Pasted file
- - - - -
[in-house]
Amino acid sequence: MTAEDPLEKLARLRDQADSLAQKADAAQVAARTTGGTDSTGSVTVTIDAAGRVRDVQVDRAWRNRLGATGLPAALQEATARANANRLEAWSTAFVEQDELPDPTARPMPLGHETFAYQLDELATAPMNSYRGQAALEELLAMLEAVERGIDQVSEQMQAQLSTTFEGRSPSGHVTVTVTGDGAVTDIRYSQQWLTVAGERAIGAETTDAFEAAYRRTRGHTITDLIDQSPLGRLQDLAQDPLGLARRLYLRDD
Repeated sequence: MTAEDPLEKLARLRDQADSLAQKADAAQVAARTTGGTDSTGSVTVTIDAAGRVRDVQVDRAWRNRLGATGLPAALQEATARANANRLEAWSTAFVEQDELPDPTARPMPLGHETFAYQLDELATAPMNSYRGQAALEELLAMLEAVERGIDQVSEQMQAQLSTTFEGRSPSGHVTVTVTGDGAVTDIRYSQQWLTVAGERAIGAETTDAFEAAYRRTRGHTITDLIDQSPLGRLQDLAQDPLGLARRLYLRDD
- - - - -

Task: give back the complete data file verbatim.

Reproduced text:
[in-house]
Amino acid sequence: MTAEDPLEKLARLRDQADSLAQKADAAQVAARTTGGTDSTGSVTVTIDAAGRVRDVQVDRAWRNRLGATGLPAALQEATARANANRLEAWSTAFVEQDELPDPTARPMPLGHETFAYQLDELATAPMNSYRGQAALEELLAMLEAVERGIDQVSEQMQAQLSTTFEGRSPSGHVTVTVTGDGAVTDIRYSQQWLTVAGERAIGAETTDAFEAAYRRTRGHTITDLIDQSPLGRLQDLAQDPLGLARRLYLRDD
Repeated sequence: MTAEDPLEKLARLRDQADSLAQKADAAQVAARTTGGTDSTGSVTVTIDAAGRVRDVQVDRAWRNRLGATGLPAALQEATARANANRLEAWSTAFVEQDELPDPTARPMPLGHETFAYQLDELATAPMNSYRGQAALEELLAMLEAVERGIDQVSEQMQAQLSTTFEGRSPSGHVTVTVTGDGAVTDIRYSQQWLTVAGERAIGAETTDAFEAAYRRTRGHTITDLIDQSPLGRLQDLAQDPLGLARRLYLRDD